Heading back to reflect on 2003 is going to be a difficult one.
It’s arguably one of the most critical years in my musical journey, but that comes with some scars. This week we continue the trek by exploring the end of my sophomore year of college, that summer, and into the start of my junior year. AbsolutePunk has shed its fan-page skin and become a website for all the music I want to talk about, and it’s starting to see traffic on levels I never expected. I’m running it from my dorm room; I’m getting so much mail I get banned from the college post office, in class I’m sketching new ideas for what I want to do next with the website, between classes I’m updating it from the computer lab with news.
Things are getting a little wild.
And then, in the span of these next couple of years, the scene explodes like a thunderclap.
It’s difficult to properly put this year in context because the albums coming out feel like rapid fire on reflection. There’s so many. And so many of them that had a massive influence on the music scene, and me personally, that it’s virtually impossible to talk about all of them. Albums like Thursday’s War All The Time and Further Seems Forever’s How to Start a Fire could be deconstructed in entire articles. I could tell stories about how I was convinced Matchbook Romance was about to blow up and late-night AIM chats with the band about signing to Epitaph and coming up with their new band name. This is the year of AFI’s Sing the Sorrow and The Ataris’ one dance in the spotlight with So Long, Astoria. It’s the year of Rufio’s inexplicably recorded vocals and MCMLXXV. And it’s the year of Ben Gibbard flexing with Death Cab for Cutie’s Transatlanticism and The Postal Service’s Give Up. I mean, get the fuck out of here with that Ben!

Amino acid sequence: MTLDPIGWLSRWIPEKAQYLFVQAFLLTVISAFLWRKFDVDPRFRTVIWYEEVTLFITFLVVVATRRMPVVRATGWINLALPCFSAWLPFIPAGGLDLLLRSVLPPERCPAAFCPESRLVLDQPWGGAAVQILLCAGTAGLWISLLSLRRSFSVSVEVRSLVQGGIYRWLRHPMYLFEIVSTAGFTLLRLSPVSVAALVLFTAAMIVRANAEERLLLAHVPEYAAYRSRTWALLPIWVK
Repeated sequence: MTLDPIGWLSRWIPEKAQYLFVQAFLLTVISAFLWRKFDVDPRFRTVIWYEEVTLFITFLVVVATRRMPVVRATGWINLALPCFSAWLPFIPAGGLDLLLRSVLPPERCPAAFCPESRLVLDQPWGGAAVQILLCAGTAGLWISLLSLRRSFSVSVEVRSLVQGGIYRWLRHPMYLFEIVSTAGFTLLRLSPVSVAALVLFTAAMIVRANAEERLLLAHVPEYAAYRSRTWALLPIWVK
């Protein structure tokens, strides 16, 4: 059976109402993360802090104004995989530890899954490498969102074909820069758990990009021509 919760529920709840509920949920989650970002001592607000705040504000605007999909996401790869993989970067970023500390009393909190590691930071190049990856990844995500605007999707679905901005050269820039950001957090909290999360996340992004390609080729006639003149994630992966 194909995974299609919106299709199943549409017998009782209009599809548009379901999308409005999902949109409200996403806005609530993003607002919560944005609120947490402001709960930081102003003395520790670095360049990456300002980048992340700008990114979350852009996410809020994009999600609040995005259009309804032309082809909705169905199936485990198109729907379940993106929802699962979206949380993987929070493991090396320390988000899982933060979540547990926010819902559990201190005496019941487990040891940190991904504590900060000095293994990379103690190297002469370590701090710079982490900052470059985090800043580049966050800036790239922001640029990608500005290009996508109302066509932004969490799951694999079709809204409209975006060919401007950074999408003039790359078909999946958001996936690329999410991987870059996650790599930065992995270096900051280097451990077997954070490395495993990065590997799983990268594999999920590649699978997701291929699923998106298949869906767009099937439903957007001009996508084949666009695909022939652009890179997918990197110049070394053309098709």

I could write treatises about all of those albums and more. They all had an outsized impact on my life, who I became, and the kind of music I enjoy. But to really deconstruct my musical taste and the music scene’s trajectory as a whole, I need to focus on a specific five.Read More “My Nostalgia – 2003”